Stability and Change in Posttraumatic Distress: A 7-Year Follow-Up Study of Mothers and Young Children Exposed to Cumulative Trauma

Ruth Pat-Horenczyk*, Sarale Cohen, Yuval Ziv, M. Achituv, Sophie Brickman, Tamar Blanchard, Danny Brom

*Corresponding author for this work

Research output: Contribution to journalArticlepeer-review

14 Scopus citations

Abstract

In situations of cumulative trauma, it is often unclear why some people remain resilient, whereas others experience distress, and how likely these responses are to change over time. To investigate the constancy of responses to cumulative trauma, stability and change in posttraumatic distress and resistance (as defined by no evidence of clinical symptoms) were assessed twice in 140 Israeli children and mothers exposed to continual rocket attacks over approximately 7 years, when the children were 2–4 (Time 1) and 9–11 years of age (Time 2). Measures included trauma exposure, posttraumatic and depressive symptoms, and child behavioral problems. We identified 4 longitudinal courses (LCs): resilient (resistance at Time 1 and Time 2), recovered (clinical distress at Time 1 and resistance at Time 2), developed symptoms (resistance at Time 1 and clinical distress at Time 2), and chronic distress (clinical distress at Time 1 and Time 2). Results showed more stability than change in the frequencies of resistance at both times of measurement. The resilient LC was the most common longitudinal course for both mothers and children. Multinomial regression models indicated that maternal posttraumatic symptoms predicted the recovered and chronic distress LCs of the children.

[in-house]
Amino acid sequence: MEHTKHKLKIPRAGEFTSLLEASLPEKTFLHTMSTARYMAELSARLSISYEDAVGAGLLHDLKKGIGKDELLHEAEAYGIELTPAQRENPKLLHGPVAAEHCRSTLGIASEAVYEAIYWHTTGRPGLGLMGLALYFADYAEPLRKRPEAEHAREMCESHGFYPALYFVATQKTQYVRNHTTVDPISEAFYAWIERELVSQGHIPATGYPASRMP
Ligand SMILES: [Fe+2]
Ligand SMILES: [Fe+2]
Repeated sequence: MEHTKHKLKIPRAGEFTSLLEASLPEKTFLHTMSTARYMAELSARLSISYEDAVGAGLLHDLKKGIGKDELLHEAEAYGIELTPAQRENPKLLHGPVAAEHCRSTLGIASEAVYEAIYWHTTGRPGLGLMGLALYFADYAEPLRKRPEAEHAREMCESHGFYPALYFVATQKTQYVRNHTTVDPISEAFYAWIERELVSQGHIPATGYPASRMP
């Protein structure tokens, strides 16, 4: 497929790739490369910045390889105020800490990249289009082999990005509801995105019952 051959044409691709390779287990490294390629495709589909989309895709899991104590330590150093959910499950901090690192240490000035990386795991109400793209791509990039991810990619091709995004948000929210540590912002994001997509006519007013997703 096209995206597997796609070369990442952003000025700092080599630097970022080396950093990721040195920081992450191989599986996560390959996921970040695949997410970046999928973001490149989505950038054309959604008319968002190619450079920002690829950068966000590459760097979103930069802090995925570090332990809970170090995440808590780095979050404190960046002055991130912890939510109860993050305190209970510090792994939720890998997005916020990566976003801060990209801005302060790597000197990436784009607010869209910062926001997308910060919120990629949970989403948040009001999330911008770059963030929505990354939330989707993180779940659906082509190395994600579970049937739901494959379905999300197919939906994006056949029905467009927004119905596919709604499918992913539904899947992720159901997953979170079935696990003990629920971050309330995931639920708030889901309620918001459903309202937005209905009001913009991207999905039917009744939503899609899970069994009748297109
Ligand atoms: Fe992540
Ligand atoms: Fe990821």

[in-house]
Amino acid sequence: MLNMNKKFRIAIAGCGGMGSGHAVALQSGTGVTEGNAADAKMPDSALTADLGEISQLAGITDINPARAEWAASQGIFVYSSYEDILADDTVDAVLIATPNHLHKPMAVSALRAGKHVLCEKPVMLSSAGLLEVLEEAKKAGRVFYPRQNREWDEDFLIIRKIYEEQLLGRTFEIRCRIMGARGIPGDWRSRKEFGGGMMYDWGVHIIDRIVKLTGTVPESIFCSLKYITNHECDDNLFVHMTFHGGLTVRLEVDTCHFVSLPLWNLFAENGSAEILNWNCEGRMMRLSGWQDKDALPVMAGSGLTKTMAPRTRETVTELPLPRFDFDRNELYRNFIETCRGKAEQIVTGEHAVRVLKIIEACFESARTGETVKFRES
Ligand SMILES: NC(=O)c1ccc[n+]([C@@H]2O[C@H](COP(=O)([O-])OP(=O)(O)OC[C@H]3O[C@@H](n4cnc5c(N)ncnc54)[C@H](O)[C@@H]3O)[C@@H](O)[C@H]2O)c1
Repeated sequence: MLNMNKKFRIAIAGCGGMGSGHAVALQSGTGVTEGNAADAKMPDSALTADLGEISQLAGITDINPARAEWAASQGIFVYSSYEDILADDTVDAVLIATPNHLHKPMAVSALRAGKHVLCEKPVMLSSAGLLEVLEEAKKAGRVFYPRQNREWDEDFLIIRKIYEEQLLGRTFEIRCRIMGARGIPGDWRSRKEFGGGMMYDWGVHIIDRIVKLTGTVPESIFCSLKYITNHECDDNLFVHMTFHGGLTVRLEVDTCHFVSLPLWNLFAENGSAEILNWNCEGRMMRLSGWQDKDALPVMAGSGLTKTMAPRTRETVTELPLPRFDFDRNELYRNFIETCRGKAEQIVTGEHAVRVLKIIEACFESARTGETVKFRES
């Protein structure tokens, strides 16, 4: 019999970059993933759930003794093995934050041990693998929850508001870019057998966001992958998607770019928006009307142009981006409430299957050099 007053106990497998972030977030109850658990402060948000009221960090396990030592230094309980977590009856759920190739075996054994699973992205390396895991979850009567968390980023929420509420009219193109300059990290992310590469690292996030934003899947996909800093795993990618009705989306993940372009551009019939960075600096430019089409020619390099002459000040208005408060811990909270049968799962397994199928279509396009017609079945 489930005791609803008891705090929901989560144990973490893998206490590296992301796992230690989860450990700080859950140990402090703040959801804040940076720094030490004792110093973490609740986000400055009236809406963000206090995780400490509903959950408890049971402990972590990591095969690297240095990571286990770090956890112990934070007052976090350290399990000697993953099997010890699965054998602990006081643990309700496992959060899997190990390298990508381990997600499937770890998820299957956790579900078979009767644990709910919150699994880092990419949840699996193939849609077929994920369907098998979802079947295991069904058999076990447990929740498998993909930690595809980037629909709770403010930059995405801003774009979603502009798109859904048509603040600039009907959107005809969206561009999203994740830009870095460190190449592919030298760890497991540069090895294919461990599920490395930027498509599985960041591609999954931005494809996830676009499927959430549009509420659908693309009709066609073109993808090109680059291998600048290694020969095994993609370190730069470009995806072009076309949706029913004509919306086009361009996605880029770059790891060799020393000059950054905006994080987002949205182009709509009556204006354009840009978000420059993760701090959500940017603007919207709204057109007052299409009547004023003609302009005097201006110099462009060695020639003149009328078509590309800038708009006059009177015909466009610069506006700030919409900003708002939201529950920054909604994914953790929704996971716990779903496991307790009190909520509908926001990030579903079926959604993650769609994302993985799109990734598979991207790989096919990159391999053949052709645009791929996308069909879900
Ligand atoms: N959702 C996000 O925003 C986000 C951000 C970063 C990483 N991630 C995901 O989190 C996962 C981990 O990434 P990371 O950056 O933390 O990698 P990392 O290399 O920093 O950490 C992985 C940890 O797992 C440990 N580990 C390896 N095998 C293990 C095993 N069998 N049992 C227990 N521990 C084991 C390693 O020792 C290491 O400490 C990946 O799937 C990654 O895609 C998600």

Original languageAmerican English
Pages (from-to)115-124
Number of pages10
JournalJournal of Traumatic Stress
Volume30
Issue number2
DOIs
StatePublished - Apr 2017

Bibliographical note

Publisher Copyright:
Copyright © 2017 International Society for Traumatic Stress Studies

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